The U.S. Department of Transportation's (DOT) Pipeline and Hazardous Materials Safety Administration (PHMSA) has issued three final rules designed to strengthen the safety of onshore natural gas transmission and hazardous liquid pipelines.

The rules are also designed to enhance PHMSA's authority to issue emergency orders to address unsafe conditions or hazards that pose imminent threats to pipeline safety.

"These are significant revisions to federal pipeline safety laws and will improve the safety of our nation's energy infrastructure," said DOT Secretary Elaine Chao.

The rules would modernize federal pipeline safety standards by expanding risk-based integrity management requirements, enhancing procedures to protect infrastructure from extreme weather events, and requiring greater oversight of pipelines beyond current safety requirements. They address congressional mandates from the Pipeline Safety Act of 2011 and recommendations from the National Transportation Safety Board.

  • The Gas Transmission rule would require operators of gas transmission pipelines built before 1970 to determine the material strength of their lines by reconfirming the Maximum Allowable Operating Pressure. The rule would also update reporting and records retention standards for gas transmission pipelines.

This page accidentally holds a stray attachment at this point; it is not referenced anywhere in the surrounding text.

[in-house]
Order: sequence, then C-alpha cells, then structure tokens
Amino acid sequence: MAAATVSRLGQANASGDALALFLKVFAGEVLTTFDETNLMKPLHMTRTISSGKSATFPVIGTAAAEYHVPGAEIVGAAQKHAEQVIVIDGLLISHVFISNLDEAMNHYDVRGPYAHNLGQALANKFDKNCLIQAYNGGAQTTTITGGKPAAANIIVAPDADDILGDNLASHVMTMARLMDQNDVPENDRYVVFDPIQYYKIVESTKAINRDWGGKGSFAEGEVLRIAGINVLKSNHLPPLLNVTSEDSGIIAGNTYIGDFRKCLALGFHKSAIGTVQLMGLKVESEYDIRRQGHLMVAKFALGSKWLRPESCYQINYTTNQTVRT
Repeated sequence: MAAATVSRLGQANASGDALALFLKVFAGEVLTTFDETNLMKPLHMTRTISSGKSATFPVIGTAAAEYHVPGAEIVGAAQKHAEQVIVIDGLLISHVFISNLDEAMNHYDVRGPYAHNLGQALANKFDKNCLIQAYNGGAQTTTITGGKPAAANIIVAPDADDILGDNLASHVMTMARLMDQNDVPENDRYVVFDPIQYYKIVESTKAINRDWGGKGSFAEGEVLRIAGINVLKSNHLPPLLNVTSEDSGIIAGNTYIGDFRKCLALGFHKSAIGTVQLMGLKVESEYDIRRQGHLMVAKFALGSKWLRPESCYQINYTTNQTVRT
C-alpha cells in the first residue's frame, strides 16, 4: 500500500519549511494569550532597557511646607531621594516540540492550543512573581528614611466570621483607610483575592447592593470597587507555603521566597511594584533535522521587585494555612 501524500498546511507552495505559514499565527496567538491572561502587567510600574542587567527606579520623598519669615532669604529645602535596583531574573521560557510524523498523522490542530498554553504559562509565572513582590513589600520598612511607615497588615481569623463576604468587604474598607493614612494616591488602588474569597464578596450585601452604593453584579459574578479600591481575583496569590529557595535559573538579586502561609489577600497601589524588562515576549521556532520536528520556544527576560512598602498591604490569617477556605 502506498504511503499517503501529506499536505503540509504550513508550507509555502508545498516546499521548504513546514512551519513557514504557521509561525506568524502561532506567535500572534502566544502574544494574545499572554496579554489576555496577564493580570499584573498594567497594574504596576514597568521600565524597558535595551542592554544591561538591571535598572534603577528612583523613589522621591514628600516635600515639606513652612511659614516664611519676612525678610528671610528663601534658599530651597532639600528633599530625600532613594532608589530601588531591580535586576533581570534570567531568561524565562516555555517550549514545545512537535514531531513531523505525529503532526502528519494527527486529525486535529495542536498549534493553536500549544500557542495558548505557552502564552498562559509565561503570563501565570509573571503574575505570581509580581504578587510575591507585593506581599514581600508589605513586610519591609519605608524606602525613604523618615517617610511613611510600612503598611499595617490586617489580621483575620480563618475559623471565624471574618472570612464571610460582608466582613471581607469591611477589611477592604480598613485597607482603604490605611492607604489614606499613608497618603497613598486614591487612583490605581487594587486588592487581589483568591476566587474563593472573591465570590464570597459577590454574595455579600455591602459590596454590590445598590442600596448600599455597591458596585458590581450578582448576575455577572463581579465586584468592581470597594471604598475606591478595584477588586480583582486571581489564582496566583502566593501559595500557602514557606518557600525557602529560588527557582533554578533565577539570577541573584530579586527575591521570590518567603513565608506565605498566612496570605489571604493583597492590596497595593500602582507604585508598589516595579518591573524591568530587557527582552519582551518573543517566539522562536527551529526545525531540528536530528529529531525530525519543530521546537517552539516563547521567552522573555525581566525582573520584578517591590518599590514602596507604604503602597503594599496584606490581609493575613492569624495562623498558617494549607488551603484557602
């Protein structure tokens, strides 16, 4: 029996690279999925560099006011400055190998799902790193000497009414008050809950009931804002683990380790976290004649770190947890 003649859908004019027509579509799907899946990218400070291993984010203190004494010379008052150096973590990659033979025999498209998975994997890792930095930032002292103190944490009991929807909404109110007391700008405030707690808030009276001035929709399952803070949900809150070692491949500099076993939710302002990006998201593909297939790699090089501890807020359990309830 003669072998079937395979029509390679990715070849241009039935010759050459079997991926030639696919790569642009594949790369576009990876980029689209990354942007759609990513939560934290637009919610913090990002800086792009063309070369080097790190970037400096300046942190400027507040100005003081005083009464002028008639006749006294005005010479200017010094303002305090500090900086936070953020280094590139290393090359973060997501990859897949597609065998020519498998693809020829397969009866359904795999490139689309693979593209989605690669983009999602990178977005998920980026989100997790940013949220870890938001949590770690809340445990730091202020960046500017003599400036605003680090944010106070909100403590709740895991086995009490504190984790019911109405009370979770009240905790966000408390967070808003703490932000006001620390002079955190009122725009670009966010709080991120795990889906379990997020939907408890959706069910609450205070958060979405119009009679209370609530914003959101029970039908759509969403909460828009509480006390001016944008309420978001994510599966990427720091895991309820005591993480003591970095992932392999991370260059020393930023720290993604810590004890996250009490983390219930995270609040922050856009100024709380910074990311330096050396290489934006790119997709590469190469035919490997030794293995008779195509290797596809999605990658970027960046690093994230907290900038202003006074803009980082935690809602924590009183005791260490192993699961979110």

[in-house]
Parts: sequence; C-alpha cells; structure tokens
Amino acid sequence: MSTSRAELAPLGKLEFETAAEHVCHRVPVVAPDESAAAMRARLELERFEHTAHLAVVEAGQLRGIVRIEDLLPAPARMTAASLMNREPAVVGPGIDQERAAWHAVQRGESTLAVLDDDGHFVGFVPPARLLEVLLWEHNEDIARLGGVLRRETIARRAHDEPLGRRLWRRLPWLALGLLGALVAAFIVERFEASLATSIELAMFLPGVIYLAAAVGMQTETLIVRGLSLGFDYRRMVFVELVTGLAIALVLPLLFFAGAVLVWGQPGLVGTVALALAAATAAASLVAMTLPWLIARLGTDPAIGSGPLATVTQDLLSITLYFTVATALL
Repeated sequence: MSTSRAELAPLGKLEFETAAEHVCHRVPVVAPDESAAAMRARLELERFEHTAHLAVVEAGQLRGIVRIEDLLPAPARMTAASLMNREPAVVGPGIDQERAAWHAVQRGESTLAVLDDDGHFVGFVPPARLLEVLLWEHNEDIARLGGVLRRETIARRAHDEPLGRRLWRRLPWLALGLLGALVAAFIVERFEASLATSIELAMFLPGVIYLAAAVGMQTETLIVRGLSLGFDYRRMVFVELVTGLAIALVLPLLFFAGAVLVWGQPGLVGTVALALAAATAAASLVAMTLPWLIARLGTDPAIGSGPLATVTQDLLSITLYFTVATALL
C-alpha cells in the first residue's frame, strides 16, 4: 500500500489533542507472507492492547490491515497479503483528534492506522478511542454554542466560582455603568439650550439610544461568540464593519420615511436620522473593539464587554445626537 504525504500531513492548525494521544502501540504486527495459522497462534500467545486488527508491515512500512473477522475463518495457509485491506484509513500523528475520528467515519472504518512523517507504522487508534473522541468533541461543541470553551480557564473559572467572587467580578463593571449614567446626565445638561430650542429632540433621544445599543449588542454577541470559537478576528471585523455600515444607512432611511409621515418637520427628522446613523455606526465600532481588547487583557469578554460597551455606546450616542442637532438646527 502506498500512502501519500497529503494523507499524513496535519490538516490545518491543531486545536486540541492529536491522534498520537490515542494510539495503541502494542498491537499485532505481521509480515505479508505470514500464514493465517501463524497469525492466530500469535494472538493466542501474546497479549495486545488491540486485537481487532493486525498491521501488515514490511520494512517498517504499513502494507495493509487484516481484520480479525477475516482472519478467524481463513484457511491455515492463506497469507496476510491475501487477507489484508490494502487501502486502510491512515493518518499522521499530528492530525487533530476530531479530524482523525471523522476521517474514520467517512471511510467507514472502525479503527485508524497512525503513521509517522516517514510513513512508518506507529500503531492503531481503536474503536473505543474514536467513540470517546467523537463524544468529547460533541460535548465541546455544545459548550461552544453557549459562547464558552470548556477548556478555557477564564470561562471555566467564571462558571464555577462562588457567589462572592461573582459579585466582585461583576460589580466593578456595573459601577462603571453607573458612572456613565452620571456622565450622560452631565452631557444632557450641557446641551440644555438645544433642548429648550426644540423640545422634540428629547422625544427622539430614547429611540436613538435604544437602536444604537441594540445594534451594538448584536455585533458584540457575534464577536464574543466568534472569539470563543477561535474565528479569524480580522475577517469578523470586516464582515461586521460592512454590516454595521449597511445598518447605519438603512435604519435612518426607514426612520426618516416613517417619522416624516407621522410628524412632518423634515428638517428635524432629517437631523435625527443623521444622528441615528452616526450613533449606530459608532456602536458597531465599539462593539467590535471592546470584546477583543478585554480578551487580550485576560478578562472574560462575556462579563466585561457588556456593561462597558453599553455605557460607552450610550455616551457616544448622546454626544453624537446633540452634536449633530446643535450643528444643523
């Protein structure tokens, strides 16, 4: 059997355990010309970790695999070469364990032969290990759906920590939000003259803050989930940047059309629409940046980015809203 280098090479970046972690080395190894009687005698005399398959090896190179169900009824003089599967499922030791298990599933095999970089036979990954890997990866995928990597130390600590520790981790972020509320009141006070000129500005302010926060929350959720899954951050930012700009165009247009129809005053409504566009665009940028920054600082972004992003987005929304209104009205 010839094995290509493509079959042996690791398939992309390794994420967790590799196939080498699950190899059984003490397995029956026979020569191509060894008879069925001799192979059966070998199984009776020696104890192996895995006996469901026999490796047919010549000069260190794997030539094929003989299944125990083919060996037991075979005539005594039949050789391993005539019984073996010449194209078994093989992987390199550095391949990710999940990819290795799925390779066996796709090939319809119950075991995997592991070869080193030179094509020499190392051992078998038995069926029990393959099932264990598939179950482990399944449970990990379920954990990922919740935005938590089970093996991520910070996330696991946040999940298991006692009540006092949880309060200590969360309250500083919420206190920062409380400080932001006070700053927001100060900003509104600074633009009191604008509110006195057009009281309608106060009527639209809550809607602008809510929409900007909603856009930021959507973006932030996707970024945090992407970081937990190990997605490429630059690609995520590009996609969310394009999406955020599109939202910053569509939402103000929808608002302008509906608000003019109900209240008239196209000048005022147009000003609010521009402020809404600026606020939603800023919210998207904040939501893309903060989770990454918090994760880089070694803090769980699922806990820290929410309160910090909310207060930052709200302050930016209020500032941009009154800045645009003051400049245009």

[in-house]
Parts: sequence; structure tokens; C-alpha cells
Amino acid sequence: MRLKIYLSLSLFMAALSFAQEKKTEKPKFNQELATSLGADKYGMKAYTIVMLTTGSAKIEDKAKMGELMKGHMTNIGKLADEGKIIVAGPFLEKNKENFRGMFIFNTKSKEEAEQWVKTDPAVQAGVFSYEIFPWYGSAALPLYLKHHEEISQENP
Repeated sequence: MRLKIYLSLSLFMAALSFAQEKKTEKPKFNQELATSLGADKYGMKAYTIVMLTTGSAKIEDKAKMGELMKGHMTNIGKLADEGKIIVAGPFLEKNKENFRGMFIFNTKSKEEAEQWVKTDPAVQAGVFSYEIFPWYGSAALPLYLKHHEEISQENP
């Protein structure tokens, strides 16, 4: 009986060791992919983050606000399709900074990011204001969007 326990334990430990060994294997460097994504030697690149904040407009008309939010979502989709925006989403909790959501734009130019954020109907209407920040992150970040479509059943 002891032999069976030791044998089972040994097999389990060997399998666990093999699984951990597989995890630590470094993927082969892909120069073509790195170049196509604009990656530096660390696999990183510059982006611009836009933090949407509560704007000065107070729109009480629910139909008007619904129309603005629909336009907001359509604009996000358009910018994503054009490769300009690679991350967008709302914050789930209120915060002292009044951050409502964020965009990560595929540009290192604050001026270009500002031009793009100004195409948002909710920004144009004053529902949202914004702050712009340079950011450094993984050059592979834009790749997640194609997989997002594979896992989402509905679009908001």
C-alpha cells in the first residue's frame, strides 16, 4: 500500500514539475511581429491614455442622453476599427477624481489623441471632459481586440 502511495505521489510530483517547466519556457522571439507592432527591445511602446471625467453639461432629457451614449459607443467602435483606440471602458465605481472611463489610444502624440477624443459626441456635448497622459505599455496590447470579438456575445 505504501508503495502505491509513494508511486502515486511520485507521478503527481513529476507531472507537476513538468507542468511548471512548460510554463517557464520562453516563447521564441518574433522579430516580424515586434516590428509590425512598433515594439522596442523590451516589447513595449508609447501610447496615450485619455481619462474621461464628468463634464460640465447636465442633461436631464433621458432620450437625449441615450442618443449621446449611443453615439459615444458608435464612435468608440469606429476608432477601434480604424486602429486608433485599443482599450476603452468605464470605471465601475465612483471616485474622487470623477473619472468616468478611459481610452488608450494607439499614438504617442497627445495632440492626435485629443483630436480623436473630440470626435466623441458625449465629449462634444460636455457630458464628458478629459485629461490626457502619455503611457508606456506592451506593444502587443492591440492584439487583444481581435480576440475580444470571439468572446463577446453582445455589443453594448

• The Hazardous Liquid rule would encourage operators to make better use of all available data to understand pipeline safety threats; extend leak detection requirements to all non-gathering hazardous liquid pipelines; and require operators to inspect affected pipelines following extreme weather events or natural disasters.
  • The Enhanced Emergency Order Procedures rule would adopt the provisions of a 2016 interim final rule that established temporary emergency order procedures in accordance with a provision of the "Protecting Our Infrastructure of Pipelines Enhancing Safety" Act. An emergency order may impose emergency restrictions, prohibitions, or other safety measures on owners and operators of gas or hazardous liquid pipeline facilities.

Don Santa, CEO of the Interstate Natural Gas Association of America (INGAA), said the industry was pleased by the release of the "major update" to pipeline safety regulations.

"While INGAA is still reviewing the specifics of the final rule, we know that it embraces new pipeline safety technologies and engineering practices and constitutes the most significant enhancement to PHMSA natural gas transmission pipeline safety regulations since the federal code was created in 1970," Santa said.

Earlier this year, INGAA and several other trade associations representing the energy industry joined pipeline safety groups in voicing their support natural gas transmission pipeline safety rules being considered by PHMSA.

The rules have yet to be published in the Federal Register.